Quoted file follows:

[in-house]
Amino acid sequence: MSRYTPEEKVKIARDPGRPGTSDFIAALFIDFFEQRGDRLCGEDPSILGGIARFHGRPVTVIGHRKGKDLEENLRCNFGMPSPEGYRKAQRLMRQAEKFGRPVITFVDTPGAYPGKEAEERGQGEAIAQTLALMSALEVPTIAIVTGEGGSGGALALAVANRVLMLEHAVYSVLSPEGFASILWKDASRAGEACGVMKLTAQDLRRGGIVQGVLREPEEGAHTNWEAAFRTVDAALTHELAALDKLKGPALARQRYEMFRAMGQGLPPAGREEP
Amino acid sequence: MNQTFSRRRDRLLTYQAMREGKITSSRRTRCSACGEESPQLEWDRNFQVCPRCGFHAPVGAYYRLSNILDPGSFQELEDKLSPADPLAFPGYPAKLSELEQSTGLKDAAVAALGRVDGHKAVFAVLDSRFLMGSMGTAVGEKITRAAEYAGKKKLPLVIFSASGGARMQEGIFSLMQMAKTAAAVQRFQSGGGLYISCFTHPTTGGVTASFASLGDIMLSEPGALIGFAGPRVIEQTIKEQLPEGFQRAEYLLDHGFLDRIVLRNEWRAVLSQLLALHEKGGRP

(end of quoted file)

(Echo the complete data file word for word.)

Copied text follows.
[in-house]
Amino acid sequence: MSRYTPEEKVKIARDPGRPGTSDFIAALFIDFFEQRGDRLCGEDPSILGGIARFHGRPVTVIGHRKGKDLEENLRCNFGMPSPEGYRKAQRLMRQAEKFGRPVITFVDTPGAYPGKEAEERGQGEAIAQTLALMSALEVPTIAIVTGEGGSGGALALAVANRVLMLEHAVYSVLSPEGFASILWKDASRAGEACGVMKLTAQDLRRGGIVQGVLREPEEGAHTNWEAAFRTVDAALTHELAALDKLKGPALARQRYEMFRAMGQGLPPAGREEP
Amino acid sequence: MNQTFSRRRDRLLTYQAMREGKITSSRRTRCSACGEESPQLEWDRNFQVCPRCGFHAPVGAYYRLSNILDPGSFQELEDKLSPADPLAFPGYPAKLSELEQSTGLKDAAVAALGRVDGHKAVFAVLDSRFLMGSMGTAVGEKITRAAEYAGKKKLPLVIFSASGGARMQEGIFSLMQMAKTAAAVQRFQSGGGLYISCFTHPTTGGVTASFASLGDIMLSEPGALIGFAGPRVIEQTIKEQLPEGFQRAEYLLDHGFLDRIVLRNEWRAVLSQLLALHEKGGRP